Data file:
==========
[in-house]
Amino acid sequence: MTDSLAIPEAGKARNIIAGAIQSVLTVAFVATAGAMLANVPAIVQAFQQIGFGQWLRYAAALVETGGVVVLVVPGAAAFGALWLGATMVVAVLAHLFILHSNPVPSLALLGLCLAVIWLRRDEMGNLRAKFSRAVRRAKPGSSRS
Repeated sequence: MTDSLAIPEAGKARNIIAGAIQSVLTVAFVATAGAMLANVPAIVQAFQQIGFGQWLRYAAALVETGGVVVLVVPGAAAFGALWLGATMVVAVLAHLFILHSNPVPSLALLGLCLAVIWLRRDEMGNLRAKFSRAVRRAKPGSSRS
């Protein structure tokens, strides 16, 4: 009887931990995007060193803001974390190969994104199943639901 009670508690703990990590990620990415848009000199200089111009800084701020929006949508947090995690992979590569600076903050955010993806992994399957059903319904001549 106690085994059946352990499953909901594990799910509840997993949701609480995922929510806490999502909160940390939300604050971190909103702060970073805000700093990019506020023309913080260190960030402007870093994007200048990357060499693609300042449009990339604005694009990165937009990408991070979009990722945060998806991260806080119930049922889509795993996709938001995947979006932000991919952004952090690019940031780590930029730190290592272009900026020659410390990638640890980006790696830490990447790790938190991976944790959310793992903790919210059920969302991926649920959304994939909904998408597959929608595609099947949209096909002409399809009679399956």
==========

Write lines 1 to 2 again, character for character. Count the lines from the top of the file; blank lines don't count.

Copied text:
[in-house]
Amino acid sequence: MTDSLAIPEAGKARNIIAGAIQSVLTVAFVATAGAMLANVPAIVQAFQQIGFGQWLRYAAALVETGGVVVLVVPGAAAFGALWLGATMVVAVLAHLFILHSNPVPSLALLGLCLAVIWLRRDEMGNLRAKFSRAVRRAKPGSSRS